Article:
Angina Tops Ischemia as Predictor of Stable CAD Outcomes

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Among patients with stable coronary artery disease (CAD), angina with or without evidence of myocardial ischemia is associated with worse clinical outcomes, but silent ischemia is not, according to a study published online August 11, 2014, ahead of print in JAMA Internal Medicine. Most of the cardiovascular events, however, occur in the absence of either angina or ischemia.  

Methods
 Philippe Gabriel Steg, MD, of Hôpital Bichat (Paris, France), and colleagues looked at data from the prospective CLARIFY registry, which enrolled patients from 45 countries (not including the United States) from November 2009 to June 2010 and followed them for a median of 2 years. Patients were included if they met one of the following criteria:

 

  • Documented MI more than 3 months before enrollment
  • Angiographic evidence of coronary stenosis > 50%
  • Chest pain with evidence of MI on a stress electrocardiogram
  • CABG or PCI more than 3 months before enrollment

 

The new analysis included 20,291 patients who had undergone noninvasive testing for myocardial ischemia in the year before enrollment. They were divided into 4 groups, with angina determined by physician evaluation:


  • No angina or ischemia (65.1%) 
  • Myocardial ischemia without angina (silent ischemia, 14.9%)
  • Angina alone (9.1%)
  • Angina and ischemia (10.9%)
 

 

Angina Matters Even Without Ischemia  

There were 469 cardiovascular deaths or nonfatal MIs during follow-up. Most (58.2%) occurred in patients with neither angina nor ischemia; another 12.4% were associated with ischemia alone, 12.2% with angina alone, and 17.3% with both. 

Compared with patients without symptoms or ischemia, there was an elevated risk of cardiovascular death or nonfatal MI among patients with angina alone and those with both angina and ischemia—but not among those with silent ischemia—after adjustment for age, sex, geographic region, smoking status, hypertension, diabetes, and dyslipidemia (table 1).

Table 1. 2-Year Risk of Cardiovascular Death or MI

 

Adjusted HR 
 vs No Angina/Ischemia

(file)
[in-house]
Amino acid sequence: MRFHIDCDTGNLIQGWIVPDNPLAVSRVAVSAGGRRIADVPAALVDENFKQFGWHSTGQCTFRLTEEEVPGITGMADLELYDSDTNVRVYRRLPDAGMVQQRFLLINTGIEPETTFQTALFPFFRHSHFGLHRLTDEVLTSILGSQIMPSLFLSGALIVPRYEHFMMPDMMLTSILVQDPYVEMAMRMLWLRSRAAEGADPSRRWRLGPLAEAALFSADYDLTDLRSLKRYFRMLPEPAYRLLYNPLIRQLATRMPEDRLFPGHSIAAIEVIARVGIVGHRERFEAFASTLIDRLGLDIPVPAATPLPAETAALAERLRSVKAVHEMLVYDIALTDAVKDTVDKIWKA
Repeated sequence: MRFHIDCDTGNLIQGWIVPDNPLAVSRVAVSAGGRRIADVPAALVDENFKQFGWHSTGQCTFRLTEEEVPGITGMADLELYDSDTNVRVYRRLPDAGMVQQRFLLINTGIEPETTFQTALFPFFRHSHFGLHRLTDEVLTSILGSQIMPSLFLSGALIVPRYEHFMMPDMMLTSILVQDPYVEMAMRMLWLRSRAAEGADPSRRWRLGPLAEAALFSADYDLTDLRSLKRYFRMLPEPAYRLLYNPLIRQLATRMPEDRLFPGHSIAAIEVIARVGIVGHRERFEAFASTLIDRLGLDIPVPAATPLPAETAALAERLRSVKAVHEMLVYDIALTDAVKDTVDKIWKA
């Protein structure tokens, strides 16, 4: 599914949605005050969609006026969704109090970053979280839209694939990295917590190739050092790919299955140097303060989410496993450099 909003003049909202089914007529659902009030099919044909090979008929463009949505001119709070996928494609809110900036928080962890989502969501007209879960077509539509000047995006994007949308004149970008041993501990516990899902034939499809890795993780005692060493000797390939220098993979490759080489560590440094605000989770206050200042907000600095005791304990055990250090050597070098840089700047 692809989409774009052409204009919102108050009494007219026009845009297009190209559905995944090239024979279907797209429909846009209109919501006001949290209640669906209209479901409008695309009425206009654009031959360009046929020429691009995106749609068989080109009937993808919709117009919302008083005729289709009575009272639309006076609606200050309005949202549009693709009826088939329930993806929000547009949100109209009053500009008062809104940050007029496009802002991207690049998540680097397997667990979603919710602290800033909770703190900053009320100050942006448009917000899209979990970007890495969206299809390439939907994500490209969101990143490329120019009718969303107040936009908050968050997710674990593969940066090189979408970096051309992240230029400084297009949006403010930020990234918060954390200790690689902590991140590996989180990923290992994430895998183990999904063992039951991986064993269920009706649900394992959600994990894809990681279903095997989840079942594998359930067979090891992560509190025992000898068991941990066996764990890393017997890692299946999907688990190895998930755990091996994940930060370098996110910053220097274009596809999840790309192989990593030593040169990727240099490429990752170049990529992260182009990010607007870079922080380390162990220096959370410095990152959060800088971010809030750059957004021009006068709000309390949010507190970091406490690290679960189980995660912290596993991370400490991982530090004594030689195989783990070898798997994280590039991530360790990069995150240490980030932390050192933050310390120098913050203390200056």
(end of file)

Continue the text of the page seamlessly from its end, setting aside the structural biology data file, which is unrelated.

95% CI

Ischemia Alone

0.90

0.68-1.20

Angina Alone

1.45

1.08-1.95

Angina and Ischemia

1.75

1.34-2.29

 

The relationships were similar when looking at cardiovascular death and fatal or nonfatal MI as individual outcomes, and they were consistent across several sensitivity analyses.

When angina was examined by severity, the risk of cardiovascular death or nonfatal MI was higher among patients with Canadian Cardiovascular Society class I symptoms (HR 1.85; 95% CI 1.36-2.53), class II symptoms (HR 1.47; 95% CI 1.11-1.95), and class III or IV symptoms (HR 1.76; 95% CI 1.15-2.69) compared with those without angina.

Disconnect Between Angina and Ischemia   

The fact that most of the events occurred in patients free from both angina and ischemia “[emphasizes] the importance of implementing optimal medical therapy and preventive measures regardless of symptoms or ischemia,” Dr. Steg and colleagues write.   

But, they add, “our findings should not be interpreted as detracting from the value of treating ischemia because our patients were treated, and clear evidence suggests that the presence and severity of myocardial ischemia are important correlates of prognosis in stable CAD and possibly of the benefit of revascularization.”   

John P. Erwin III, MD, of Baylor Scott & White Health (Temple, TX) told TCTMD in an email that the study supports current practice guidelines and appropriate use criteria. 

“Many docs are still ordering ‘routine follow-up imaging studies to assess for ischemia’ in the absence of clinical symptoms under the guise of being ‘compulsive/thorough.’ This study should edify that there is no good rationale to continue such a practice…,” he said. “Even the finding of ischemia in the absence of symptoms did not portend a higher event rate than the patient with ischemic symptoms of angina.”

He noted that the rate of silent ischemia identified in the registry (14.9%) was much lower than reported previously (25% to 45%), which “is probably attributable to our increasing use of revascularization and better adjuvant medical therapies than were available at the time of the older studies.” 

Additionally, Dr. Erwin said it was surprising that silent ischemia was not associated with worse clinical outcomes since the Heart and Soul Study, which looked at psychosocial factors influencing the outcomes of patients with coronary heart disease, indicated that ischemia—not angina—determines outcome.

 


Source: 
Steg PG, Greenlaw N, Tendera M, et al. Prevalence of anginal symptoms and myocardial ischemia and their effect on clinical outcomes in outpatients with stable coronary artery disease: data from the international observational CLARIFY registry. JAMA Intern Med. 2014;Epub ahead of print. 

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Todd Neale is the Associate News Editor for TCTMD and a Senior Medical Journalist. He got his start in journalism at …

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Disclosures
  • The study was supported by research grants from Servier.
  • Dr. Steg reports relationships with multiple pharmaceutical companies.
  • Dr. Erwin reports no relevant conflicts of interest.

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